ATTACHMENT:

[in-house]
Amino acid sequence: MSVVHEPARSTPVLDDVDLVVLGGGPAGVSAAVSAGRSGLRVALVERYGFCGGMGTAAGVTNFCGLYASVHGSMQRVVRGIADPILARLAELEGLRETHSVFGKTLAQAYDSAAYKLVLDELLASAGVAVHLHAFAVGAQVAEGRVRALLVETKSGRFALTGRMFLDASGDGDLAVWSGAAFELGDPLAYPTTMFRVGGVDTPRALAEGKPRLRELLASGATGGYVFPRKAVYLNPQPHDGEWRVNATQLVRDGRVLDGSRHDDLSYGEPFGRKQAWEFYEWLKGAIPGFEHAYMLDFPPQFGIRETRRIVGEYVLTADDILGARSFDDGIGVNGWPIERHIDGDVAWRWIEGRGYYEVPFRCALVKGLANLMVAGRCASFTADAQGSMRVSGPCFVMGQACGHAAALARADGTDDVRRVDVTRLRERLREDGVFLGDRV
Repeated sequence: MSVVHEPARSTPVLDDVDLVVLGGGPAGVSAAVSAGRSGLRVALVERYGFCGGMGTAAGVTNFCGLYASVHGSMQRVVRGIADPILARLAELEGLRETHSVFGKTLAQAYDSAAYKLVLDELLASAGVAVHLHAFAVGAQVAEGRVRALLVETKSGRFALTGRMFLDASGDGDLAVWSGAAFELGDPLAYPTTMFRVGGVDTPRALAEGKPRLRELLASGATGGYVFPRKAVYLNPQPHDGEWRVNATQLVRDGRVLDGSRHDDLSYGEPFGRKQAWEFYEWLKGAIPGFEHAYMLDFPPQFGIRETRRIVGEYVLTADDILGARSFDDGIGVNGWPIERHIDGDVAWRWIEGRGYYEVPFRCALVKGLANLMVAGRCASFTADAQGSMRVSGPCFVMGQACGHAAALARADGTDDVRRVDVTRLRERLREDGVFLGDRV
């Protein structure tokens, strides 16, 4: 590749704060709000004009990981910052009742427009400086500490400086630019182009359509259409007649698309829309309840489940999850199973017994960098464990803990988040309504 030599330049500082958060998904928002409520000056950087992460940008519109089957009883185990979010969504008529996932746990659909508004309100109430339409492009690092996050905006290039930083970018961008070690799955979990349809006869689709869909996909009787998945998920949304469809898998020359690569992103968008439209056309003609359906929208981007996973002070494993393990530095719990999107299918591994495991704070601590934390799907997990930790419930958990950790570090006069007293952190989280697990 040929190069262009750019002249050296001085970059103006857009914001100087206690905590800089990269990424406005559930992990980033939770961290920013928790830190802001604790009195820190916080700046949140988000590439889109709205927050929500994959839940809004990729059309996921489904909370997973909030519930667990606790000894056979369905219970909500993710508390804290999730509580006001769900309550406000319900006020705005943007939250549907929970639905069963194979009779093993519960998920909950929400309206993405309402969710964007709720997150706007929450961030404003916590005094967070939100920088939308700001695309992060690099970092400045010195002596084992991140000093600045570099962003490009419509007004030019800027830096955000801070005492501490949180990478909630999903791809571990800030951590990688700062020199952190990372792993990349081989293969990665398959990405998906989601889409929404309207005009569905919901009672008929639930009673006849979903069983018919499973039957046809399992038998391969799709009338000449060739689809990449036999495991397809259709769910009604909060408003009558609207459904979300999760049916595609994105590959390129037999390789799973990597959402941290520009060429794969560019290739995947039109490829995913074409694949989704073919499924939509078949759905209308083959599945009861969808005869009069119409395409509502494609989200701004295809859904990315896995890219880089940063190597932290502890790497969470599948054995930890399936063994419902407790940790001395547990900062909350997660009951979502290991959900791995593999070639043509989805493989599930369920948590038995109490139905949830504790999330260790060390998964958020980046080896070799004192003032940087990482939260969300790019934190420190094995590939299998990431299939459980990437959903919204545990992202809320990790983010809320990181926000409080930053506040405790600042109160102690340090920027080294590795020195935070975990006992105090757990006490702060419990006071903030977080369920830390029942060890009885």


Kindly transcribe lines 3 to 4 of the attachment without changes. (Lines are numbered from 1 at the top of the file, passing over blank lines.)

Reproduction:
Repeated sequence: MSVVHEPARSTPVLDDVDLVVLGGGPAGVSAAVSAGRSGLRVALVERYGFCGGMGTAAGVTNFCGLYASVHGSMQRVVRGIADPILARLAELEGLRETHSVFGKTLAQAYDSAAYKLVLDELLASAGVAVHLHAFAVGAQVAEGRVRALLVETKSGRFALTGRMFLDASGDGDLAVWSGAAFELGDPLAYPTTMFRVGGVDTPRALAEGKPRLRELLASGATGGYVFPRKAVYLNPQPHDGEWRVNATQLVRDGRVLDGSRHDDLSYGEPFGRKQAWEFYEWLKGAIPGFEHAYMLDFPPQFGIRETRRIVGEYVLTADDILGARSFDDGIGVNGWPIERHIDGDVAWRWIEGRGYYEVPFRCALVKGLANLMVAGRCASFTADAQGSMRVSGPCFVMGQACGHAAALARADGTDDVRRVDVTRLRERLREDGVFLGDRV
């Protein structure tokens, strides 16, 4: 590749704060709000004009990981910052009742427009400086500490400086630019182009359509259409007649698309829309309840489940999850199973017994960098464990803990988040309504 030599330049500082958060998904928002409520000056950087992460940008519109089957009883185990979010969504008529996932746990659909508004309100109430339409492009690092996050905006290039930083970018961008070690799955979990349809006869689709869909996909009787998945998920949304469809898998020359690569992103968008439209056309003609359906929208981007996973002070494993393990530095719990999107299918591994495991704070601590934390799907997990930790419930958990950790570090006069007293952190989280697990 040929190069262009750019002249050296001085970059103006857009914001100087206690905590800089990269990424406005559930992990980033939770961290920013928790830190802001604790009195820190916080700046949140988000590439889109709205927050929500994959839940809004990729059309996921489904909370997973909030519930667990606790000894056979369905219970909500993710508390804290999730509580006001769900309550406000319900006020705005943007939250549907929970639905069963194979009779093993519960998920909950929400309206993405309402969710964007709720997150706007929450961030404003916590005094967070939100920088939308700001695309992060690099970092400045010195002596084992991140000093600045570099962003490009419509007004030019800027830096955000801070005492501490949180990478909630999903791809571990800030951590990688700062020199952190990372792993990349081989293969990665398959990405998906989601889409929404309207005009569905919901009672008929639930009673006849979903069983018919499973039957046809399992038998391969799709009338000449060739689809990449036999495991397809259709769910009604909060408003009558609207459904979300999760049916595609994105590959390129037999390789799973990597959402941290520009060429794969560019290739995947039109490829995913074409694949989704073919499924939509078949759905209308083959599945009861969808005869009069119409395409509502494609989200701004295809859904990315896995890219880089940063190597932290502890790497969470599948054995930890399936063994419902407790940790001395547990900062909350997660009951979502290991959900791995593999070639043509989805493989599930369920948590038995109490139905949830504790999330260790060390998964958020980046080896070799004192003032940087990482939260969300790019934190420190094995590939299998990431299939459980990437959903919204545990992202809320990790983010809320990181926000409080930053506040405790600042109160102690340090920027080294590795020195935070975990006992105090757990006490702060419990006071903030977080369920830390029942060890009885």